Brock Holt, Red Sox - Holt played everywhere but pitcher and catcher last season for the Red Sox and is likely to reprise his role as a super utility player once again in 2015. In most leagues he's eligible at third base and outfield only, though he'll see time everywhere. Last season he started out hot, hitting .327/.371/.463 in the first half of the season, only to regress significantly in second half, hitting .219/.278/.271. He was a decent hitter for average in the minors, but never showed any power, so don't expect much growth from the four home runs he hit in 2014, when he saw more playing time than anyone was expecting. He stole 12 bases last season and stands to build on that, as he led the team in stolen bases this spring with six and was not caught once. As a fill-in you could do worse. Mixed: No; AL: $3.

Jon Singleton, Astros - No fooling, Singleton was sent back to the minors this week on April 1st, as he was overmatched this spring and was facing the reality of backing up Chris Carter at first base. He needs more at-bats to refine his approach, which was strikeout heavy this spring and much of last season. In 2014 he hit .168/.285/.335 with 13 home runs over 362 PA. The power is nice, but his contract rate was an abysmal 57 percent. Still, he makes for an interesting stash if you can hold minor leaguers in AL only formats. Obviously he needs to work on his plate approach, so stashing him might not be for everyone, especially if batting average is an area of concern for your squad. Only 23 years old, he'll be back up this season at some point. Mixed: No; AL: $3.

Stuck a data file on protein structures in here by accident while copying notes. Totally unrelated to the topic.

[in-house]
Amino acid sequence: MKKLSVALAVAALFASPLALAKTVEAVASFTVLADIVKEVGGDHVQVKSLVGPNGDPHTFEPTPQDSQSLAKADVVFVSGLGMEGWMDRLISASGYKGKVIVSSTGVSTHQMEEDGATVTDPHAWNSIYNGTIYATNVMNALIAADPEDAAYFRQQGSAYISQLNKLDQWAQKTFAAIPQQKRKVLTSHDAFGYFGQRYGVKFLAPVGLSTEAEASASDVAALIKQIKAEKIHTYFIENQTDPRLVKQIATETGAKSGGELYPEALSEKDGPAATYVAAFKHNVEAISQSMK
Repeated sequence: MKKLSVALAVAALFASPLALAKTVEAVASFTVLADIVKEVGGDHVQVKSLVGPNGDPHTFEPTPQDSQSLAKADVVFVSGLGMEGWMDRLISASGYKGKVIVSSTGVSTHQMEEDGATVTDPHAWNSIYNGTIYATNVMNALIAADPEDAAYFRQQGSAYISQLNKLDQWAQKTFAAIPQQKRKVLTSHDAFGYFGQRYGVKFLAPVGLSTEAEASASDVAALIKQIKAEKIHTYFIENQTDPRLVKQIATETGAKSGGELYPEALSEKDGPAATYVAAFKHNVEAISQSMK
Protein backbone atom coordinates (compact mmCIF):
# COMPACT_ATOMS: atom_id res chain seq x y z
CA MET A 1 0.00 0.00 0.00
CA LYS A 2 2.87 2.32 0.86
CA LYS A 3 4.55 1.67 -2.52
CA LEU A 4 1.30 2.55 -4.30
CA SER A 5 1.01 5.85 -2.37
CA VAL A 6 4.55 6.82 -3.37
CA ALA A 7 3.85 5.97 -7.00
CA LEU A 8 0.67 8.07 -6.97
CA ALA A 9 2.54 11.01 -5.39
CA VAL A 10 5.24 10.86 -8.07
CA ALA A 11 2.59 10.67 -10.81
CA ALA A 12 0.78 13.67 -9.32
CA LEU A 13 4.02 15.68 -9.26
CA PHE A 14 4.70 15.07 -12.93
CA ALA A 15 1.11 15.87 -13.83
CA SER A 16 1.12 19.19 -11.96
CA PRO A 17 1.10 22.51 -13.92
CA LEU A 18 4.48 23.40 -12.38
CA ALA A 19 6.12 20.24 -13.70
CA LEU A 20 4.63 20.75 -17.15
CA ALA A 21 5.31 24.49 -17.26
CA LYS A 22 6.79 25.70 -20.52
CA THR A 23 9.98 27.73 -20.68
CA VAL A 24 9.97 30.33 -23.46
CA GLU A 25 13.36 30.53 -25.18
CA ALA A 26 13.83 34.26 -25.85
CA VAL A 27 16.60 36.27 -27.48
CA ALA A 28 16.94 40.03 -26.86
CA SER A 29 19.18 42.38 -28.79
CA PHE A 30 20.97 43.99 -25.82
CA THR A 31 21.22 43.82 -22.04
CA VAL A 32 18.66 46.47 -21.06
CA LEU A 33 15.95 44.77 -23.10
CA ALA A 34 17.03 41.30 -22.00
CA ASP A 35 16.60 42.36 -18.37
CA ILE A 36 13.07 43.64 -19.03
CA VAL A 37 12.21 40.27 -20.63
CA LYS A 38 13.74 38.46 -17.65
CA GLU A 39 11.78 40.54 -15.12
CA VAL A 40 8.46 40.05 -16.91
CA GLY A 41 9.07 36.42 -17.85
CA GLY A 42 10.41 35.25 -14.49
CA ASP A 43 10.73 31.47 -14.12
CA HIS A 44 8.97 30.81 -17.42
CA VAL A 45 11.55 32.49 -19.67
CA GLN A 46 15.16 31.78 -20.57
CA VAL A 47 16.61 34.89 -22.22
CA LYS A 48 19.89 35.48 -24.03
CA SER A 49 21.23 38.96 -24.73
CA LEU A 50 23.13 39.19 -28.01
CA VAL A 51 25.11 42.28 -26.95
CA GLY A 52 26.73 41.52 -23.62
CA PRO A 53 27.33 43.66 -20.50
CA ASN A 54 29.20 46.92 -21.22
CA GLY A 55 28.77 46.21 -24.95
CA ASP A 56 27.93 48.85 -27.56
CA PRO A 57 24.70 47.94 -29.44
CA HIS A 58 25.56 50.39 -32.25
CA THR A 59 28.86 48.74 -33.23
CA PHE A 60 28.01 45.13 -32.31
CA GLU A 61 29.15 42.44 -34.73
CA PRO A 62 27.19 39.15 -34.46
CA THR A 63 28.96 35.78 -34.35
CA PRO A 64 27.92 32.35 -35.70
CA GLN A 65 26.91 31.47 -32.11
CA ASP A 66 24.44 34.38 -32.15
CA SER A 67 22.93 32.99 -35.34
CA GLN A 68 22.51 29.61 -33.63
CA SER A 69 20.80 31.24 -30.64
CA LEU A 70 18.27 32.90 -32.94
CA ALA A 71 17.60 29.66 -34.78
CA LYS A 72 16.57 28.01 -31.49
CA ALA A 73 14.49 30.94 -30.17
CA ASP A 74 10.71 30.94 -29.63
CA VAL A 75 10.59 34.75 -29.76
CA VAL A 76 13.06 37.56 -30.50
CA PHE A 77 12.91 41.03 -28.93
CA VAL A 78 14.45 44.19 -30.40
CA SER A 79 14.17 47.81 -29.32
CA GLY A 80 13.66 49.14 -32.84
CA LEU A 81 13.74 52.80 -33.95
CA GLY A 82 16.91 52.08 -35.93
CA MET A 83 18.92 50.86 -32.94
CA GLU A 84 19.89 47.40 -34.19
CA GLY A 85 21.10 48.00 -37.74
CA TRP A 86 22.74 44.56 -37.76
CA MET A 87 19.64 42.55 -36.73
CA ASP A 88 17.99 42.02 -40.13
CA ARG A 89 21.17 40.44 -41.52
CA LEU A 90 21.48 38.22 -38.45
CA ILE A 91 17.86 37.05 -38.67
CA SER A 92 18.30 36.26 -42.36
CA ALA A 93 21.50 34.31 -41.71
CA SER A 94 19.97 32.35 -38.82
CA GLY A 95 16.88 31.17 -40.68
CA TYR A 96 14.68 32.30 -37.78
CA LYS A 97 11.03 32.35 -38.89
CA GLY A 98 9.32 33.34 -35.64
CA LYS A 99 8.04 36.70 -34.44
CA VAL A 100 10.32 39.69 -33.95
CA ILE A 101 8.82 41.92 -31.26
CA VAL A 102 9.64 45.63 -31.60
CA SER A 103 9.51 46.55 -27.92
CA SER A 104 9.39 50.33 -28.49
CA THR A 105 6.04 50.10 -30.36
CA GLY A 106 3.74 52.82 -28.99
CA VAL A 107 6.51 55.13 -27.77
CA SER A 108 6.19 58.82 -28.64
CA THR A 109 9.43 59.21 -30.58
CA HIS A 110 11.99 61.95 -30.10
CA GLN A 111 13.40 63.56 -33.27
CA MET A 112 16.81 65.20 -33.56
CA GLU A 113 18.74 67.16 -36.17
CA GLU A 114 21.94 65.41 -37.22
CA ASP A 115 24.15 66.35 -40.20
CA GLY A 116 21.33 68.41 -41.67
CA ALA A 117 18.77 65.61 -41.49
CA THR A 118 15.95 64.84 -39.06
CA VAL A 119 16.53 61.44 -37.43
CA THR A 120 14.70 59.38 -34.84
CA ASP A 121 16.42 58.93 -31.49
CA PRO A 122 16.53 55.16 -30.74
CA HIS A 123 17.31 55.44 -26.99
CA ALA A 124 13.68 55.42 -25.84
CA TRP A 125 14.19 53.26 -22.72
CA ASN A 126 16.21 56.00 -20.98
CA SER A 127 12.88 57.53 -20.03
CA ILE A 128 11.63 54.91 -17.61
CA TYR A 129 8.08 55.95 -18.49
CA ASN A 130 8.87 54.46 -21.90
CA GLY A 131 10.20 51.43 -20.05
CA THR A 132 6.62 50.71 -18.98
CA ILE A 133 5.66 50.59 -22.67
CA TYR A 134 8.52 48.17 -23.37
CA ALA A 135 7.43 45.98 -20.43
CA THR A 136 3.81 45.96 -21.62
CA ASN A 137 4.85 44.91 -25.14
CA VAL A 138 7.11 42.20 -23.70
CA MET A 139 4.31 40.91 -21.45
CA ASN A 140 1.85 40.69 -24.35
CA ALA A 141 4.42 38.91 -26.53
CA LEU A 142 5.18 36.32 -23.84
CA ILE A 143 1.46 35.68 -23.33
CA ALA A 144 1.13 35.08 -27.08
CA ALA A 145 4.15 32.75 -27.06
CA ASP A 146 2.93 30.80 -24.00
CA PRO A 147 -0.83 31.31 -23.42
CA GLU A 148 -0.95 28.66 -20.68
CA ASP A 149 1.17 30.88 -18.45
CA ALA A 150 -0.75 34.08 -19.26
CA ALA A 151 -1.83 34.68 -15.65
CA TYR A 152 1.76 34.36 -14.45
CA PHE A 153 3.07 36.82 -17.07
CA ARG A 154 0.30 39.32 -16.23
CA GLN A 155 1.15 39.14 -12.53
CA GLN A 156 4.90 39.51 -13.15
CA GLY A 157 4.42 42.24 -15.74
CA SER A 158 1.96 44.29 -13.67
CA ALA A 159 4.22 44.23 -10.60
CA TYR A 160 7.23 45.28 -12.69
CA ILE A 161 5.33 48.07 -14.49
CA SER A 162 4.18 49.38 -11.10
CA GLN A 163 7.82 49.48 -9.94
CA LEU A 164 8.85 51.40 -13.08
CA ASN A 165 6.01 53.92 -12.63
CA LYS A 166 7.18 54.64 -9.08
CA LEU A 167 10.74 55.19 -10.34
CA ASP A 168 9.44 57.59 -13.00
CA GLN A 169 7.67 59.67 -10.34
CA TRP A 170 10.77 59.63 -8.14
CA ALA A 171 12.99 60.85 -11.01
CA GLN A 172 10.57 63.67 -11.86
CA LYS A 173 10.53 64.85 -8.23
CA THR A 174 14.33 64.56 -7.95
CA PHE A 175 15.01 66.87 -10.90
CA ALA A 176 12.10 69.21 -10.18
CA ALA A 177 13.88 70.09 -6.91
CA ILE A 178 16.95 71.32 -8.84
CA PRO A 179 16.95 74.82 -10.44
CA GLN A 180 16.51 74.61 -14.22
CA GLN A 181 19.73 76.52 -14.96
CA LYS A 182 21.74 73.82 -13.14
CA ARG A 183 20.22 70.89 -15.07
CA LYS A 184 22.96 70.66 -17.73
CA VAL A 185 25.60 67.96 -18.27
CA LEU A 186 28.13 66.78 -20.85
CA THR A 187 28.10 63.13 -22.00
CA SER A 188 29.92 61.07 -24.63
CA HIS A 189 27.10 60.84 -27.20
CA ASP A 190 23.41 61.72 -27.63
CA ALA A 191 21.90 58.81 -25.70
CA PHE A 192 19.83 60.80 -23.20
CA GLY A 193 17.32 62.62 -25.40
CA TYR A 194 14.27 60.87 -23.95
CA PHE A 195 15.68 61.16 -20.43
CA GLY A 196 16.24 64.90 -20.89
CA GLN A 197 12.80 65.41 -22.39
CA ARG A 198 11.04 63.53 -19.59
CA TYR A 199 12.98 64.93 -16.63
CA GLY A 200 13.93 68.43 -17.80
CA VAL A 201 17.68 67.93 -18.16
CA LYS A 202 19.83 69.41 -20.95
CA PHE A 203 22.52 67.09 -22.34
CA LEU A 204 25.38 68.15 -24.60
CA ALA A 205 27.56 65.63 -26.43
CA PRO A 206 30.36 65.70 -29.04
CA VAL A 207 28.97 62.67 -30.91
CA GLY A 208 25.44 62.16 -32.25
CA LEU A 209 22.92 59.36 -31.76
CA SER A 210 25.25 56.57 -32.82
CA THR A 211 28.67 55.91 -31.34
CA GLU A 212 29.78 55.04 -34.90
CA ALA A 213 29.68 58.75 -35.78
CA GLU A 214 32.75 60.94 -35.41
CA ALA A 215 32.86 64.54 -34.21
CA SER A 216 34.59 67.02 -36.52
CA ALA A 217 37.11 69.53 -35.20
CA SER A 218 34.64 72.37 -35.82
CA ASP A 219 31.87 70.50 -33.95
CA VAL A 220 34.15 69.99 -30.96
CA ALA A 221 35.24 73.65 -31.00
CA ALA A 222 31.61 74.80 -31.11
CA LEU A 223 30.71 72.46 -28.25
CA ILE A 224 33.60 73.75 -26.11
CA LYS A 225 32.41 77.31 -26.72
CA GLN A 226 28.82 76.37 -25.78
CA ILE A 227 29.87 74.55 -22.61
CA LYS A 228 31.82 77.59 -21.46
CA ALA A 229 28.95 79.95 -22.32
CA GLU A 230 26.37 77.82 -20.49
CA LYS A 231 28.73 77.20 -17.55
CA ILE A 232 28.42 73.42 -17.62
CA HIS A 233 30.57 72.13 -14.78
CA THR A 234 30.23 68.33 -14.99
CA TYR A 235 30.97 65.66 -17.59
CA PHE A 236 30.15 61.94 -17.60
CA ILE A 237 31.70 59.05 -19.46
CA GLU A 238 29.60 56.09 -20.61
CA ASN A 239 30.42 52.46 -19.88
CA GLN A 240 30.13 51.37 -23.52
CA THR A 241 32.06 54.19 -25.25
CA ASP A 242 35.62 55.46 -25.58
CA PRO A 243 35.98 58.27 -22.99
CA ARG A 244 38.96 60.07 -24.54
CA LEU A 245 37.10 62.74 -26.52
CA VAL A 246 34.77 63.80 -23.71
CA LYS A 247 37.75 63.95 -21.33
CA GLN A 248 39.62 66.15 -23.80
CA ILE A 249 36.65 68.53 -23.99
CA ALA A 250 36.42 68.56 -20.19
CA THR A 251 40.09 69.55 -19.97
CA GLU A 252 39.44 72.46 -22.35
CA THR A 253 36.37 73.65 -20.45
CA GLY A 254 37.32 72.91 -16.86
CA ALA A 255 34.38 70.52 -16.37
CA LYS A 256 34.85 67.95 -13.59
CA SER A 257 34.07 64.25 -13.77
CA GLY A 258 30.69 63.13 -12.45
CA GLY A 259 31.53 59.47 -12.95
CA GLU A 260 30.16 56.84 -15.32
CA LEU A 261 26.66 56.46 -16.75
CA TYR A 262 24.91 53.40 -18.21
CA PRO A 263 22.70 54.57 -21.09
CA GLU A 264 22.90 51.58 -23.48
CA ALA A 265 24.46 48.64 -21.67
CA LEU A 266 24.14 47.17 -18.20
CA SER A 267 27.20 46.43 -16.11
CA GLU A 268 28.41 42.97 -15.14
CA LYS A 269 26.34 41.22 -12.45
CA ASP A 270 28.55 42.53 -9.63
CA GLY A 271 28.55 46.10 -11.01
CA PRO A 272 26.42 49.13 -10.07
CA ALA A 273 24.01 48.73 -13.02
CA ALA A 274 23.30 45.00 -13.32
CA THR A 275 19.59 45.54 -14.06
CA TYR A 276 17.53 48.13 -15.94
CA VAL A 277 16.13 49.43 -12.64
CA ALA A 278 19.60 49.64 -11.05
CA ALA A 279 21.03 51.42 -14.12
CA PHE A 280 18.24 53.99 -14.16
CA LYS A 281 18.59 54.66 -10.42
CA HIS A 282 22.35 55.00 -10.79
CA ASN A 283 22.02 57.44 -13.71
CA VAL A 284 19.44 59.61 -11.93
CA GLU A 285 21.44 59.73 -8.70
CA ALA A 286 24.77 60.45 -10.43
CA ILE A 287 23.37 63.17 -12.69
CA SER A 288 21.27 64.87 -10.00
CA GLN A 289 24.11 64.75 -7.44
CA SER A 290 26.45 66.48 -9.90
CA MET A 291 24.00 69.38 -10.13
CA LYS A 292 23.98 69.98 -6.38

Justin Smoak, Blue Jays - Smoak made the Blue Jays Opening Day roster as their primary DH and backup first baseman. A former top prospect with the Rangers, he performed poorly with the Mariners the last five seasons, so perhaps this change of scenery to Toronto will do him some good. Last season he hit just .202/.275/.339 with seven home runs over 276 PA. He'll need to do much better than that or he'll find himself on the bench or worse in 2015. If you've quit on him of think of him as dead to you, I don't blame you, but the change of scenery to offensive friendly Toronto is real and shouldn't be dismissed. Mixed: $1; AL: $5.